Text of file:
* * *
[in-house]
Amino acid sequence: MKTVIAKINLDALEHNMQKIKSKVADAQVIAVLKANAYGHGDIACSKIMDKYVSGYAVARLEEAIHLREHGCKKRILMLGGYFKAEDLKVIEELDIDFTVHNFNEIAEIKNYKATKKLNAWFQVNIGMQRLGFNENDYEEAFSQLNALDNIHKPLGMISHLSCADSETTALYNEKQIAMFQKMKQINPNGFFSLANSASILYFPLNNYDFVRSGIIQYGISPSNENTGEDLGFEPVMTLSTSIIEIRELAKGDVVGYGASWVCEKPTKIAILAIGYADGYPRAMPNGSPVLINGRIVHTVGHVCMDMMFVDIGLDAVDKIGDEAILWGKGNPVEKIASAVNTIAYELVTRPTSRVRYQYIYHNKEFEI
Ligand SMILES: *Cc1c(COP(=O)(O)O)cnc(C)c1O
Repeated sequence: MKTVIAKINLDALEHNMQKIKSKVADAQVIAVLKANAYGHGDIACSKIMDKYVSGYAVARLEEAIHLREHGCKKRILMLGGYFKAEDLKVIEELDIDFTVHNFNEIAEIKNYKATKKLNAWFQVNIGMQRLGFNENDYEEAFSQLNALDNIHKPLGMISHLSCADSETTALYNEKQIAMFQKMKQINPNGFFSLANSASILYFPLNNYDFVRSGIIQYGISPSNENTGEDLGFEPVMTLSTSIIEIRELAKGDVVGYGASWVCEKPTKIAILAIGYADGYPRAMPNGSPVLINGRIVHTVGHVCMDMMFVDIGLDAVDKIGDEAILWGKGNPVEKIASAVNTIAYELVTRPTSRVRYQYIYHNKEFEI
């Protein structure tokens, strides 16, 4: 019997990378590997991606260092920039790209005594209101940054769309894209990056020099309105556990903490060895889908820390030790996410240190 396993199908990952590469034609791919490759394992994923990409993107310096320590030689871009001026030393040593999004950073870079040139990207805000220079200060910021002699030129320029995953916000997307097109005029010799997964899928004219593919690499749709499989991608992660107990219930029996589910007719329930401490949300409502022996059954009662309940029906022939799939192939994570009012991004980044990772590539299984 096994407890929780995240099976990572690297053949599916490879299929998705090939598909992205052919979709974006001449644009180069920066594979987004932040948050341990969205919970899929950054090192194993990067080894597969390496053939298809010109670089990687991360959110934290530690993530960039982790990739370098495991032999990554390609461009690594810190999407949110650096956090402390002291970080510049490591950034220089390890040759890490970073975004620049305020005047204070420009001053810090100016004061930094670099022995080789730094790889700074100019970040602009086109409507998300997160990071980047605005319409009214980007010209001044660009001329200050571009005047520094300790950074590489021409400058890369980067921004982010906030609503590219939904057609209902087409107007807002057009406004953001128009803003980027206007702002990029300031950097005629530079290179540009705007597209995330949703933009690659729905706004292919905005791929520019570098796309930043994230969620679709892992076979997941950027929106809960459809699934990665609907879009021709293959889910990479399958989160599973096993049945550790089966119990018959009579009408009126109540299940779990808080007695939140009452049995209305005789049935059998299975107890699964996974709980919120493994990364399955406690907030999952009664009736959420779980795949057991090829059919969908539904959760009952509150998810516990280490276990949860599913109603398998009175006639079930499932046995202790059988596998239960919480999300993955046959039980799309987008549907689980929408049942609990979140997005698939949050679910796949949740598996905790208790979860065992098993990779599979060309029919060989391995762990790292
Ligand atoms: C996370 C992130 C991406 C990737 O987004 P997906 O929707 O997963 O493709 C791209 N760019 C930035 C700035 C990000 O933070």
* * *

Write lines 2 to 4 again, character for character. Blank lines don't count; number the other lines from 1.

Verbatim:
Amino acid sequence: MKTVIAKINLDALEHNMQKIKSKVADAQVIAVLKANAYGHGDIACSKIMDKYVSGYAVARLEEAIHLREHGCKKRILMLGGYFKAEDLKVIEELDIDFTVHNFNEIAEIKNYKATKKLNAWFQVNIGMQRLGFNENDYEEAFSQLNALDNIHKPLGMISHLSCADSETTALYNEKQIAMFQKMKQINPNGFFSLANSASILYFPLNNYDFVRSGIIQYGISPSNENTGEDLGFEPVMTLSTSIIEIRELAKGDVVGYGASWVCEKPTKIAILAIGYADGYPRAMPNGSPVLINGRIVHTVGHVCMDMMFVDIGLDAVDKIGDEAILWGKGNPVEKIASAVNTIAYELVTRPTSRVRYQYIYHNKEFEI
Ligand SMILES: *Cc1c(COP(=O)(O)O)cnc(C)c1O
Repeated sequence: MKTVIAKINLDALEHNMQKIKSKVADAQVIAVLKANAYGHGDIACSKIMDKYVSGYAVARLEEAIHLREHGCKKRILMLGGYFKAEDLKVIEELDIDFTVHNFNEIAEIKNYKATKKLNAWFQVNIGMQRLGFNENDYEEAFSQLNALDNIHKPLGMISHLSCADSETTALYNEKQIAMFQKMKQINPNGFFSLANSASILYFPLNNYDFVRSGIIQYGISPSNENTGEDLGFEPVMTLSTSIIEIRELAKGDVVGYGASWVCEKPTKIAILAIGYADGYPRAMPNGSPVLINGRIVHTVGHVCMDMMFVDIGLDAVDKIGDEAILWGKGNPVEKIASAVNTIAYELVTRPTSRVRYQYIYHNKEFEI